The Agency for Cultural Affairs’ National Language Subcommittee of the Cultural Deliberation Council asks people to be easier to understand online.

With the sheer amount of emoji and acronyms that we use in our daily Internet lives, it’s fair to say that some people might have trouble understanding what is being said on the Internet. And with the instant nature of the Internet and the sudden flash-fire way in which things go viral, sometimes it’s hard to keep up. For example, I still don’t understand what “Bye Felicia” was all about. But at almost thirty, I’m getting on in years, so I suppose that’s par for the course.

The Japanese have their own Internet slang, of course, and some of the most popular slang are, though unique, quite logical and very creative. Unfortunately, it seems like Japanese netspeak is not intuitive for everyone, since the Japanese government’s Agency for Cultural Affairs released a report that essentially says, “Please stop confusing us.”

▼ “What the heck does TL;DR mean?”

A main point of the report appears to affirm the presence of Internet slang. They give it the name 打ち言葉 “uchi kotoba”, a combination of the words 打つ (utsu, to type) and 言葉 (kotoba, words), and say that it is composed of short words, which are strangely similar to real life words, that are used by the younger generation to communicate online. Cue a lot of netizens thinking, “…and?”

Uchi kotoba, they say, is made up of pictures of faces and other picture designs, as well as confusing phrases like おk (which is apparently how the Japanese government thinks its people type “ok”–spoiler alert: they just spell it “ok”). According to the committee, a straight-forward illustration of the writer’s emotions is not clear enough, and therefore they have recommended that netizens be aware and conscious of the fact that “These special expressions are not easy for everyone [using the Internet] to understand”.

▼ “Keep it cool, man. We can figure this yellow circle out. That line that looks like a smiling mouth must mean something.”

They were even so thorough as to issue some guidelines to help netizens make their messages easier to understand, including 4 things to keep in mind when communicating online:

  1. Accuracy: Don’t mislead on the main details, and don’t over or under exaggerate your statement.
  2. Clarity: Make sure your expressions can be easily understood.
  3. Suitability: Consider the purpose, setting, and audience of your posts, especially your audience’s feelings.
  4. Respect and Familiarity: Keep a comfortable distance from your audience when stating your point.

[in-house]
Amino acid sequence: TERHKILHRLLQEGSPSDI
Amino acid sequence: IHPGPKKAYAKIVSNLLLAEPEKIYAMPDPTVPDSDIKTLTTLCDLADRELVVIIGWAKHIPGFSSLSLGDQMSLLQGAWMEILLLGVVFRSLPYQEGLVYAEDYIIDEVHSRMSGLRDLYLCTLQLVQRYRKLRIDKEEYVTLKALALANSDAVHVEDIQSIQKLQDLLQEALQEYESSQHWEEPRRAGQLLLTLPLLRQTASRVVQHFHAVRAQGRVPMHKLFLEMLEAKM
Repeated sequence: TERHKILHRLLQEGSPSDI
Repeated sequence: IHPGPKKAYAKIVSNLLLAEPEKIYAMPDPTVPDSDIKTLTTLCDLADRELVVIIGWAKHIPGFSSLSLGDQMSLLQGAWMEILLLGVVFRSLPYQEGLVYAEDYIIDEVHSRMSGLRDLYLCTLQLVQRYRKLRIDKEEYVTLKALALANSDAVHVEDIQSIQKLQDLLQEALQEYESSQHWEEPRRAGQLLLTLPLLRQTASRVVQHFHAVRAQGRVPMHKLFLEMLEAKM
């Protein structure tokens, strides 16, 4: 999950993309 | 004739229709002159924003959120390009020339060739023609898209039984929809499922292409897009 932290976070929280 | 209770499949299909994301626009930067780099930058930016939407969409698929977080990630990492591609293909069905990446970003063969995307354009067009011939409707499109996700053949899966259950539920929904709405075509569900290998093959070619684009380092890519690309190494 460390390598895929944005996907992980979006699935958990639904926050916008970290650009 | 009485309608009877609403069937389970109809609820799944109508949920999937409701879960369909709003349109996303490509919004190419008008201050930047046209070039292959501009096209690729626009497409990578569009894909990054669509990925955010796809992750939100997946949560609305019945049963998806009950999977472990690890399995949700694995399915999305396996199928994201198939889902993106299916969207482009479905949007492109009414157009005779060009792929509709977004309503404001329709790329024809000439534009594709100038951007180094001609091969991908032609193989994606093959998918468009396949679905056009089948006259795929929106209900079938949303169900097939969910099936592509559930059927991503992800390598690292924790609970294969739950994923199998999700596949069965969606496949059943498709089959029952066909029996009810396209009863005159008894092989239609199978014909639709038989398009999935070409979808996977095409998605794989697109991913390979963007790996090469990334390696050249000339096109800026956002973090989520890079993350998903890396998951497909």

(Number four may be confusing for some who are not familiar with Japanese culture, but essentially it means “watch your level of familiarity”, as in don’t be too casual with your superiors when e-mailing them.)

▼ This cat is one example of someone having trouble understanding Japanese netspeak, but that’s probably because it is a cat.

Though we should all be grateful to the Japanese government for teaching us how to Internet, Japanese netizens found their report more laughable than helpful:

“Is this a headline from 10 years ago?”
“On March 3, 2018 lol”

“Does anyone even write “おk” (ok) like that right now?”
“What year is it??”
“Haven’t we been using these things for like 15 years?”
“Hahahahahahahaha! ‘おk’! hahahahaha”

All joking aside, though, there’s likely a reason that this sub-committee of a committee of an agency is releasing a statement on such an obvious topic, and it’s not just that old fuddy-duddies are confounded by young people. March is a time for graduation and growing up in Japan, and in April, fresh college graduates will be starting their first full-time jobs. These young people are part of a generation who has grown up texting and tweeting, and have gotten comfortable “speaking” casually all the time.

But society doesn’t change that quickly, and in Japan it is still necessary to maintain a certain level of politeness when speaking to superiors, even in e-mails and messages. Knowing when and with whom it is appropriate to use slang in a digital world may be challenging for the smartphone generation, and perhaps that is what the government had in mind when it released the report.

Given that in recent years new hires have been aggravating their superiors with improper behavior, their concerns may not be unfounded. It might actually be necessary to teach younger generations that no, their bosses and managers may not understand what “roflcopters” means, and no, it’s not appropriate to use a word like that in a work e-mail. You may think it’s obvious, but a generational gap is like a cultural gap, and sometimes it’s necessary to build a bridge, however simple, to connect both sides together.

Source: Yomiuri Online via Golden Times
Top Image: Pakutaso
Insert Images: Pakutaso (1, 2, 3)